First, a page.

correctly). They had decided that infant baptism was invalid and had
themselves baptized again as adults, hence the name meaning "baptized
again." He said that the Mennonites and Amish are the descendants of the
Anabaptists. The Calvinists who came from the British Isles, primarily
Scotland, split into the New England Baptists and the Congregationalists,
from what I understand. I do not know the origin of the Southern Baptists.
If my information is correct, there was no connection between the Calvinists
and the Mennonites. [] You quoted yourself from #332 as saying there were no
Els in Manhattan since before WWII, they having been torn down and sold to
Japan as scrap metal. In the early 50s I rode the 3rd Ave. El from its then
terminal at Brooklyn Bridge/City Hall to the Bronx many times, especially
between City Hall and Grand Central. At those points you could get a paper
transfer and switch to the subway. You had a 2 hour grace period on the
transfer and when I collected stamps I would get off the subway at Grand
Central, walk to the UN to buy stamps, especially on the first day of issue,
and take the El to City Hall and return to the subway home to Brooklyn,.
Then when they built ramps connecting the Brooklyn Bridge to the East River
highway the cut the El back one station to Chatham Square to make room for
the ramps. Several years later they removed the El back to a point in the
Bronx where it crossed another line, and still later removed the rest of it
replacing it with a bus transfer. There was one other little stub of an El
by the Polo Grounds. When the 8th Ave. El had been replaced with the IND
subway they left a very short stub connecting the ball field with one of the
Bronx elevated extensions of an IRT subway. While this was officially an El,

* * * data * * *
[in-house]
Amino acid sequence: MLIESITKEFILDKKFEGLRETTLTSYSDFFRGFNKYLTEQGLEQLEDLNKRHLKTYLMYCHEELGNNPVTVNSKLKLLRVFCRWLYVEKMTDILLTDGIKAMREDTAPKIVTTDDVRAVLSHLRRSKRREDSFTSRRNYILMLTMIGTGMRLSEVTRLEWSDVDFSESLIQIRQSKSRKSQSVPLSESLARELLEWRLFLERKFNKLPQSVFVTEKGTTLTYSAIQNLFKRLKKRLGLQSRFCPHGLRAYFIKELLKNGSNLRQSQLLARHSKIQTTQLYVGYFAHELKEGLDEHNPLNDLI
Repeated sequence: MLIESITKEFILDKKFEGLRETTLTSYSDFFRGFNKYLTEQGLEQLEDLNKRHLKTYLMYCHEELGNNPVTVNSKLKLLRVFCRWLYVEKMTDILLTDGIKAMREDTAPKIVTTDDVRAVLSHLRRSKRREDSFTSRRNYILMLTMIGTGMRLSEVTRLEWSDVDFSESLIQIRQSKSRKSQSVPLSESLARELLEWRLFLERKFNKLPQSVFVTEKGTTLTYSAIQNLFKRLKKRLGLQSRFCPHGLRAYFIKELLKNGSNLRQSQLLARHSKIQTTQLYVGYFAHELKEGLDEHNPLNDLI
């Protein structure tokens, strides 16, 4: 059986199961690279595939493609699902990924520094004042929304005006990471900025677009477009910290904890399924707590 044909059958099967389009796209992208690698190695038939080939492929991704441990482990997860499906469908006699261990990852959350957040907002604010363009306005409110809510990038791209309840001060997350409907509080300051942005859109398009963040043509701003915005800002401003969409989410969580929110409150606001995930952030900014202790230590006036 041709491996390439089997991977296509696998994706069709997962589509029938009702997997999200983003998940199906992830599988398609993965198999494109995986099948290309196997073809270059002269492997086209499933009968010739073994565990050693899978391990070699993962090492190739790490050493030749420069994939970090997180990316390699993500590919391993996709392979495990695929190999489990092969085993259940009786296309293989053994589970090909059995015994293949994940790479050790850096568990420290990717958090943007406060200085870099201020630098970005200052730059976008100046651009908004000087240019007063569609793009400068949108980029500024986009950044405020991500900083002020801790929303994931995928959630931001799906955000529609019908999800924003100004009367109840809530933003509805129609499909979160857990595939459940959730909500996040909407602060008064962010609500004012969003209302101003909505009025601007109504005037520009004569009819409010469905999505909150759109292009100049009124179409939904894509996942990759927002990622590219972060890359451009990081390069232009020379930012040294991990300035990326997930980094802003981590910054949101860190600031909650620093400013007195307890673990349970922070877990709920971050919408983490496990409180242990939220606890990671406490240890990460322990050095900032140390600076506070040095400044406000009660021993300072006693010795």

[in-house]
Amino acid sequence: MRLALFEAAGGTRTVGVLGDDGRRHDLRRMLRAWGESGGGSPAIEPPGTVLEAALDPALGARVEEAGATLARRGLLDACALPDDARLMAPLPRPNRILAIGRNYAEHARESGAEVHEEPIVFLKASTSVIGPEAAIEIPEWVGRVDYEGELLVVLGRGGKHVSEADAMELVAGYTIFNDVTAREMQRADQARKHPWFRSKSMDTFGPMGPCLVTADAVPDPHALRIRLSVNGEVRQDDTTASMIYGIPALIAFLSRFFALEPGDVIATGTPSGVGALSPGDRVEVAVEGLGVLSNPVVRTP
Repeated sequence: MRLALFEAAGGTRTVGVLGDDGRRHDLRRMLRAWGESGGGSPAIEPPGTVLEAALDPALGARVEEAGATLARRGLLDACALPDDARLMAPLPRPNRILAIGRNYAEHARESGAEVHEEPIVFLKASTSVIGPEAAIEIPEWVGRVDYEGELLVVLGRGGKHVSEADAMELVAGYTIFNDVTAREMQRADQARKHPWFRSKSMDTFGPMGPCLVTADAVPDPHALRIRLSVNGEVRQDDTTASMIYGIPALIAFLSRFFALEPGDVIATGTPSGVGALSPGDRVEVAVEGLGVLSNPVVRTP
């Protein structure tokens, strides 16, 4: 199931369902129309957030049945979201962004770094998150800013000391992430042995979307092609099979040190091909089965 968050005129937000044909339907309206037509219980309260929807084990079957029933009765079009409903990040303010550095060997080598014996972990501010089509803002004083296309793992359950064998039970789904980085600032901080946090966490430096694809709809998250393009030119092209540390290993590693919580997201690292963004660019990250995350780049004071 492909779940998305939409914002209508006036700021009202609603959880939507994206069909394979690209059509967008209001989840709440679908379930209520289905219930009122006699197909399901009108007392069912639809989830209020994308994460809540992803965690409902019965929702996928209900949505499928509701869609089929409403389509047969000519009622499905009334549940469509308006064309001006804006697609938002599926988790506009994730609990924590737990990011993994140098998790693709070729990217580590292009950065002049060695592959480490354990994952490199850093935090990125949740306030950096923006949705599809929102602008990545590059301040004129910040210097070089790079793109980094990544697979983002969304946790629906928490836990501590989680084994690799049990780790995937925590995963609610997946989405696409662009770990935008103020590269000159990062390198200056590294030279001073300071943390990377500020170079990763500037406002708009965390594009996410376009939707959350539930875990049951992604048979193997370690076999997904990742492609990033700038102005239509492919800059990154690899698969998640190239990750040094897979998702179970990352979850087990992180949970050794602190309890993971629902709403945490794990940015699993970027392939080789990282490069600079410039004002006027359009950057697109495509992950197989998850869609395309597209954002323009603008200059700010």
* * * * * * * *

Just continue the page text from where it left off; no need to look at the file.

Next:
a portion was underground, tunneling under a hill on the Bronx side of the
Harlam River. A number of years later this stub was closed, and I assume
demolished. I wonder what they did with the underground portion.
BLANCMANGE #402 (APA-Q #482) You said that Connie Willis' Fire Watch is
set in the same universe as Doomsday Book and To Say Nothing of the Dog.
Those two books are so drastically different from each other that I wonder
what Fire Watch is like. Also, when was it published?
blancmange 403 (APA-Q 483) I enjoyed your quote, "'Mean-spirited gossip'
quipped that Edward VIII was "third mate of an American tramp". [] Very
interested in the details of your trip to Israel this Spring to attend your
nephew's Bar Mitzvah, and the things you saw and did, and the repercussions
of the Iraq war on Israel. I remember when the blockade on the Gulf of
Aquaba was lifted and the port opened to Israeli shipping, but had not heard
that the Egyptians have again blockaded the gulf. []
I either lost or never received BM 404-406.
BLANCMANGE #407 (APA-Q #487) Found your Torcon diary interesting. Is
Chicago bidding for '08 or 09? Or haven't they decided? Have any other bids
surfaced for that year? Has any bid surfaced to oppose Aussie in '10? I have
never been to a NASFiC and do not like the idea but if Charlotte had taken '
05 and Seattle went again for '07 Sandy might have considered going to that
one. Sandy has never been to Seattle and we do not cross the Pacific. We
have sat out the three Aussiecons, but might have gone to Seattle just for
her to see the city. Maybe we would go to a Potlatch instead, and while
there tour the Pacific NW from Portland OR to Vancouver BC.funds permitting.
[] Your brief review of KS Robinson's The Years of Rice and Salt brings up
my main grotch about so much alternate world SF, the reappearance of persons
from our time line. Also the re-occurrence of events. In a different
timeline, especially one so drastically different, it is unlikely that the
same people would have met and had the same children. Even in closer
timelines this is true. In Turtledove's Two Georges the lack of a revolution
would have had different people emigrating from Europe to North America,
different economic and medical conditions would have changed the number of
offspring in a given family even if the same couple did meet. As for events
I am thinking of a novel I read a decade ago (title forgotten) where a
lightning strike destroyed the first test atomic bomb, delaying our nuclear
program by several months. Thus the planned invasion of Japan did take
place, with great loss of life on both sides, but then the bombs were
perfected and dropped. In this timeline the two targets were again